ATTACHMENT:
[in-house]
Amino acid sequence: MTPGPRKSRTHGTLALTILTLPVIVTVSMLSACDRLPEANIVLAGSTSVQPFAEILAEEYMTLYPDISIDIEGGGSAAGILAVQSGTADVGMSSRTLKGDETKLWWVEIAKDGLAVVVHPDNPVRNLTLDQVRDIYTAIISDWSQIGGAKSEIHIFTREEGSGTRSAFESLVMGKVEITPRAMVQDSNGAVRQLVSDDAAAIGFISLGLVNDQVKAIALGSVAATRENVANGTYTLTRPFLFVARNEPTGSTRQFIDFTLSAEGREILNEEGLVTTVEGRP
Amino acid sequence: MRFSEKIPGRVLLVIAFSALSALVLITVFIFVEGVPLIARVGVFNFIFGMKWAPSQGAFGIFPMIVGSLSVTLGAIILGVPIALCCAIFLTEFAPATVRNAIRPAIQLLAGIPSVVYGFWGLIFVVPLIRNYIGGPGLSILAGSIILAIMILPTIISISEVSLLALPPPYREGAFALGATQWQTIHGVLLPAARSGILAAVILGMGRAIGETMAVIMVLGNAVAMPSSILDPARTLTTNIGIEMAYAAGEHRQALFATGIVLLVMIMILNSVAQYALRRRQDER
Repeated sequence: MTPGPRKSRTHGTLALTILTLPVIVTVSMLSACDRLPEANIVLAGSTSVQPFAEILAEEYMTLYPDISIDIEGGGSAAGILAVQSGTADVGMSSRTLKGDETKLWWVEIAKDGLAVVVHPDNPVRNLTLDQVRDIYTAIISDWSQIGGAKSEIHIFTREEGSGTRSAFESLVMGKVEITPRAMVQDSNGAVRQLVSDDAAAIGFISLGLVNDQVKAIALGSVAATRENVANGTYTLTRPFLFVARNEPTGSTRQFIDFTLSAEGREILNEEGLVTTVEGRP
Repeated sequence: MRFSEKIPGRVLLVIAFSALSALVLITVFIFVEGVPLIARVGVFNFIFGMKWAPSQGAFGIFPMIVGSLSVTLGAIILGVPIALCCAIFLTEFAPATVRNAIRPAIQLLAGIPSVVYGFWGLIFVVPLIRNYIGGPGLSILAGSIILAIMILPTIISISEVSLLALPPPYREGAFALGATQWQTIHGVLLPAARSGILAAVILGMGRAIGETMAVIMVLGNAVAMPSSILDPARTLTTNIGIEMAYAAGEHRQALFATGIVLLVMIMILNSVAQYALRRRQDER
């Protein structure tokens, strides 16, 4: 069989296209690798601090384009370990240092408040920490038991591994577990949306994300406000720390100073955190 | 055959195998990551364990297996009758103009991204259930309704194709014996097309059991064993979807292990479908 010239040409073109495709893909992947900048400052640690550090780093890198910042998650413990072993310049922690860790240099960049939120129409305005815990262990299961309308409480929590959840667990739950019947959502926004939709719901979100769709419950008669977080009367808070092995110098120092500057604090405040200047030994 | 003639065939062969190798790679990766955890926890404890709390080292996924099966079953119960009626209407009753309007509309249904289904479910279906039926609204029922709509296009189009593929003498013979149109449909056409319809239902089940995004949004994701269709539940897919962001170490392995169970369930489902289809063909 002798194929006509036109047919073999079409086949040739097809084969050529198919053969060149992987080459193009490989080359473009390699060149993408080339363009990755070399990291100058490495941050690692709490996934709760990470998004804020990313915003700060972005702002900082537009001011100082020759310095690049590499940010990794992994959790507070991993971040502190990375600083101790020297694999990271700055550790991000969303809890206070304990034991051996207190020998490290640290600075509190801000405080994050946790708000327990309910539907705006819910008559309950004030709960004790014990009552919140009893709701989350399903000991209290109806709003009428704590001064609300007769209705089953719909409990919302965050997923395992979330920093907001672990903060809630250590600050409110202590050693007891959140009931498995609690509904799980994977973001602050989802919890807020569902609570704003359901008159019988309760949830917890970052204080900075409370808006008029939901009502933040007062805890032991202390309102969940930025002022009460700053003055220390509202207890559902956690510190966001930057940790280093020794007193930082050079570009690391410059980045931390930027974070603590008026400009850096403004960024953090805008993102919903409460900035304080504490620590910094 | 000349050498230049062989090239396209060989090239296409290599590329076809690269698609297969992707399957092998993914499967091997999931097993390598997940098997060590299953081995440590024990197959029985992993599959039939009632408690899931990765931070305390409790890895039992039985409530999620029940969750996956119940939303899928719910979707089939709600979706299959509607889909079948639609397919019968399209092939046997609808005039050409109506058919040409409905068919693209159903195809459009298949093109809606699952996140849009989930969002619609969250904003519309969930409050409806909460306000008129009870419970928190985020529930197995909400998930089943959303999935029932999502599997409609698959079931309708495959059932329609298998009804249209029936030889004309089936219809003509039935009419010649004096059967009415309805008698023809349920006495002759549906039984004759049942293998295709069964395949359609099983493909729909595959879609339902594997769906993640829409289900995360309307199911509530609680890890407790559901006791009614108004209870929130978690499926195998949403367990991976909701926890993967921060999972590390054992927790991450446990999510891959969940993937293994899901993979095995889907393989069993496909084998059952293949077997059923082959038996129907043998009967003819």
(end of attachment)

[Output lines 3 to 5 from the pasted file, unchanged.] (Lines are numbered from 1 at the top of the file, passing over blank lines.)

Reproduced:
Amino acid sequence: MRFSEKIPGRVLLVIAFSALSALVLITVFIFVEGVPLIARVGVFNFIFGMKWAPSQGAFGIFPMIVGSLSVTLGAIILGVPIALCCAIFLTEFAPATVRNAIRPAIQLLAGIPSVVYGFWGLIFVVPLIRNYIGGPGLSILAGSIILAIMILPTIISISEVSLLALPPPYREGAFALGATQWQTIHGVLLPAARSGILAAVILGMGRAIGETMAVIMVLGNAVAMPSSILDPARTLTTNIGIEMAYAAGEHRQALFATGIVLLVMIMILNSVAQYALRRRQDER
Repeated sequence: MTPGPRKSRTHGTLALTILTLPVIVTVSMLSACDRLPEANIVLAGSTSVQPFAEILAEEYMTLYPDISIDIEGGGSAAGILAVQSGTADVGMSSRTLKGDETKLWWVEIAKDGLAVVVHPDNPVRNLTLDQVRDIYTAIISDWSQIGGAKSEIHIFTREEGSGTRSAFESLVMGKVEITPRAMVQDSNGAVRQLVSDDAAAIGFISLGLVNDQVKAIALGSVAATRENVANGTYTLTRPFLFVARNEPTGSTRQFIDFTLSAEGREILNEEGLVTTVEGRP
Repeated sequence: MRFSEKIPGRVLLVIAFSALSALVLITVFIFVEGVPLIARVGVFNFIFGMKWAPSQGAFGIFPMIVGSLSVTLGAIILGVPIALCCAIFLTEFAPATVRNAIRPAIQLLAGIPSVVYGFWGLIFVVPLIRNYIGGPGLSILAGSIILAIMILPTIISISEVSLLALPPPYREGAFALGATQWQTIHGVLLPAARSGILAAVILGMGRAIGETMAVIMVLGNAVAMPSSILDPARTLTTNIGIEMAYAAGEHRQALFATGIVLLVMIMILNSVAQYALRRRQDER